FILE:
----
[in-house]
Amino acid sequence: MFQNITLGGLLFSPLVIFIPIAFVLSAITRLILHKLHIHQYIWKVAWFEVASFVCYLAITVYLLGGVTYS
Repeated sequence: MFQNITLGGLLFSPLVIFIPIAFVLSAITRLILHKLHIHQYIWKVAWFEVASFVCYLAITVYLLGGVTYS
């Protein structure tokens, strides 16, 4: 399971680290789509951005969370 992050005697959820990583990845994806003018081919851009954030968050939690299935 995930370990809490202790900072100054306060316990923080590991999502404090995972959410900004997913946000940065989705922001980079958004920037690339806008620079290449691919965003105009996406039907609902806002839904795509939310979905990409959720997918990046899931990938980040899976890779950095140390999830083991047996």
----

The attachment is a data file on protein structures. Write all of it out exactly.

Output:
[in-house]
Amino acid sequence: MFQNITLGGLLFSPLVIFIPIAFVLSAITRLILHKLHIHQYIWKVAWFEVASFVCYLAITVYLLGGVTYS
Repeated sequence: MFQNITLGGLLFSPLVIFIPIAFVLSAITRLILHKLHIHQYIWKVAWFEVASFVCYLAITVYLLGGVTYS
């Protein structure tokens, strides 16, 4: 399971680290789509951005969370 992050005697959820990583990845994806003018081919851009954030968050939690299935 995930370990809490202790900072100054306060316990923080590991999502404090995972959410900004997913946000940065989705922001980079958004920037690339806008620079290449691919965003105009996406039907609902806002839904795509939310979905990409959720997918990046899931990938980040899976890779950095140390999830083991047996």